George Chadwick is the Creative Director and Founder of VERY, Inc. With over 30 years of experience in advertising and design in small, mid-sized, and large agencies, he brings a unique perspective to VERY creative development. He works directly with all clients and is responsible for the creative quality of everything VERY creates.
George began his career as an art director in 1983 at Tycer-Fultz-Bellack in the early days of Silicon Valley. Working with writer Jim Stephens, they quickly earned a reputation for doing high-tech advertising that didn’t feel like high-tech advertising for clients like Adaptec, Maxtor, and Informix.
After a brief stop at Apple as a Senior Art Director, George joined Foote, Cone & Belding in 1987. Over the next ten years, he continued to create out-of-the-ordinary work for a wide range of brands including Levi’s Jeans for Women, Levi’s 501 Jeans, Tilex, Epson, Novel, Original Coors, Zima, and SC Johnson.
While at FCB/SF, George was fortunate to work alongside some of the brightest minds in the advertising and design business. Their success contributed to earning “agency of the year” recognition multiple times. His partnership with Geoff Thompson on Levi’s Jeans for Women resulted in three Clios and a “Woman Finding Love” commercial that is in the Advertising Hall of Fame and dubbed by Advertising Age as one of the 50 best commercials ever made. George also teamed with Thompson and Jeff Iorillo to create the first Zima campaign (nice hat), which became one of the most successful new product launches in the alcohol beverage category.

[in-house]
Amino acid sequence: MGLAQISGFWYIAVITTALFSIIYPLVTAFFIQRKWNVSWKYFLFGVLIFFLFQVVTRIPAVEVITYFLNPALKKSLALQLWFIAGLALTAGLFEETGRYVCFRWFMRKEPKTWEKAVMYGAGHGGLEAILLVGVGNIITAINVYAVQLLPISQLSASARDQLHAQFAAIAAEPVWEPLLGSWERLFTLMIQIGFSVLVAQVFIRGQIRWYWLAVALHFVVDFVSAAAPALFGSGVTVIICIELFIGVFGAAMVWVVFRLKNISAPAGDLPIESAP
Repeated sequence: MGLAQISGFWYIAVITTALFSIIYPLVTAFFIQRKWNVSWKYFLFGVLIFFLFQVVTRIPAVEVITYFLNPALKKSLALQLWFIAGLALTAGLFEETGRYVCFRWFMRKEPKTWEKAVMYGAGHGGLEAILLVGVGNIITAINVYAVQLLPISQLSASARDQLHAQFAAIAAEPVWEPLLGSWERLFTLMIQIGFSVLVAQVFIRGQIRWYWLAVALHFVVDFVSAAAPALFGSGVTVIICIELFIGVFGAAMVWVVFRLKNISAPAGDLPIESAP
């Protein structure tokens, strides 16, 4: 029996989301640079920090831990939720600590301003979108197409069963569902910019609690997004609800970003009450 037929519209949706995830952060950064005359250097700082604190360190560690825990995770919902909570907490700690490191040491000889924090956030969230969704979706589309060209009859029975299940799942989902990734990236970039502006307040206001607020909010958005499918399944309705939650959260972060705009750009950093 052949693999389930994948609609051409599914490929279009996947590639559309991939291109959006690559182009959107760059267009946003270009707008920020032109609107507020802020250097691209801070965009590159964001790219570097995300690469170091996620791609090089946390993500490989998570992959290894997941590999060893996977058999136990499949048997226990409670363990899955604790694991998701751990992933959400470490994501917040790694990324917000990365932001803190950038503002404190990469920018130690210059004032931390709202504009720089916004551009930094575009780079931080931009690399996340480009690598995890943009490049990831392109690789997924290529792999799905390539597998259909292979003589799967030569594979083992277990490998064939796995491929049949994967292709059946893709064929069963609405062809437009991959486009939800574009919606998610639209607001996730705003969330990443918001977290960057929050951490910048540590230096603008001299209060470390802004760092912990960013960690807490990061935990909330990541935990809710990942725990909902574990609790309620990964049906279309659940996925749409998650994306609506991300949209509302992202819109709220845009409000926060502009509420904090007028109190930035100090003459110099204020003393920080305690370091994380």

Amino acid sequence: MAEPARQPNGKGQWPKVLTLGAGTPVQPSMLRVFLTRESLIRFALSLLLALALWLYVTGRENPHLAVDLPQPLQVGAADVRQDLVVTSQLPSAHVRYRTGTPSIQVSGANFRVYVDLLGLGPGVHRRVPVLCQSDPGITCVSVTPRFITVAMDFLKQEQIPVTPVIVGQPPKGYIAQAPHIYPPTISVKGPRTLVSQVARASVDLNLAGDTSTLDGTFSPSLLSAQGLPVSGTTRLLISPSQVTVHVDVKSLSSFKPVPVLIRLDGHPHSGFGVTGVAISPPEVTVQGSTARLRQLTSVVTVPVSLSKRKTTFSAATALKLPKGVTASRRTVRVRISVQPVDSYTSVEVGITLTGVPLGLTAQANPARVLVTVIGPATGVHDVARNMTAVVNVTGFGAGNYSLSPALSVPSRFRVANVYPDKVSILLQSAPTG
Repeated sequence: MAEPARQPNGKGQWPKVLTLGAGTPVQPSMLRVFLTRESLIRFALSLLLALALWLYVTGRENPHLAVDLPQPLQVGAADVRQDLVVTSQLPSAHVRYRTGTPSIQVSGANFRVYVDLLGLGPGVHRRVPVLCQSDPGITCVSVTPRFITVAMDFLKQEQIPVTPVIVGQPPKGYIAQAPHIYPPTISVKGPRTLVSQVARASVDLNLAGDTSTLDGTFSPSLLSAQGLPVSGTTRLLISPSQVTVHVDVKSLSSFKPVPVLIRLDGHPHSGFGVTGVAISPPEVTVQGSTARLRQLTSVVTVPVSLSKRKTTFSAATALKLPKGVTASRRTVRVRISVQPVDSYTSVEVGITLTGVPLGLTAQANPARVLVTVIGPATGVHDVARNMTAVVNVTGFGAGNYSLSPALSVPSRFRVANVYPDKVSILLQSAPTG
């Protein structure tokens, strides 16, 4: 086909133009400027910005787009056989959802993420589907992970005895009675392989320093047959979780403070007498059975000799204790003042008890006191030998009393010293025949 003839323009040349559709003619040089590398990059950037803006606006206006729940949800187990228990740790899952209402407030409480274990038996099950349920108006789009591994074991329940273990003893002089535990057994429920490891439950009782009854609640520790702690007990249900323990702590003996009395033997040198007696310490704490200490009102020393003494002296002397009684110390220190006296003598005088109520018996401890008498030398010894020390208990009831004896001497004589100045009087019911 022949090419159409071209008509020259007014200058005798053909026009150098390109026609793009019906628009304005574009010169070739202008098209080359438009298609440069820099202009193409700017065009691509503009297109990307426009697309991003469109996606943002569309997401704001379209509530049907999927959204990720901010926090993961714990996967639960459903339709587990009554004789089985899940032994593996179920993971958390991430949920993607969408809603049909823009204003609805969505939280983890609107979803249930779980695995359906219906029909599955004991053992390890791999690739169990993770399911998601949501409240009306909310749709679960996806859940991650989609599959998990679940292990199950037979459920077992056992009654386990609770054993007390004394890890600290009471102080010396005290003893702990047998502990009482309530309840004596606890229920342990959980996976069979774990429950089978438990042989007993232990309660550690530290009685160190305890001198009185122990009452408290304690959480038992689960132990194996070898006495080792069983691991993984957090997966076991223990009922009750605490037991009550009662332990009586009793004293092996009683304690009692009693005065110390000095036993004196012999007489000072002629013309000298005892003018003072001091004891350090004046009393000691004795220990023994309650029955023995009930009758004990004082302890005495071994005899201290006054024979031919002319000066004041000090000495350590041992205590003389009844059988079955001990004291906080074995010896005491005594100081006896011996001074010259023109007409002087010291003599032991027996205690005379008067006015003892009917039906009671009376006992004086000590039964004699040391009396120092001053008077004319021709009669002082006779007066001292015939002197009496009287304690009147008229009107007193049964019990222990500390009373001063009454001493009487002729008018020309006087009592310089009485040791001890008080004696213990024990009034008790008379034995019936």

In 1995, George partnered with Lori Rathje to create FCB Promotion & Design, where they directed the push for the integration of advertising, point-of-sale, promotion, and marketing support materials for Dockers and Levi’s.
Ultimately, it was the lure of both business and creative autonomy that prompted George and Lori to leave FCB San Francisco and create Rathje, Chadwick & Company (now VERY) in 1997. RC&C quickly grew on the success of highly integrated solutions for Torani, Genesys, Snapfish, Looksmart, Sugar Bowl Resort, and Sutter Home among others.
In 2003, the desire to spend more time with his family and less time driving to San Francisco, prompted George to buy out his partner and move the business to Menlo Park. The business name was changed to VERY, Inc in 2004.
Today George continues to create integrated communications solutions for a diverse group of clients. The kind of work continues to evolve—more web, more brand development, more collaborative. What hasn’t changed is his commitment to what he calls “brand focus” and his passion for finding a creative solution to whatever he’s working on.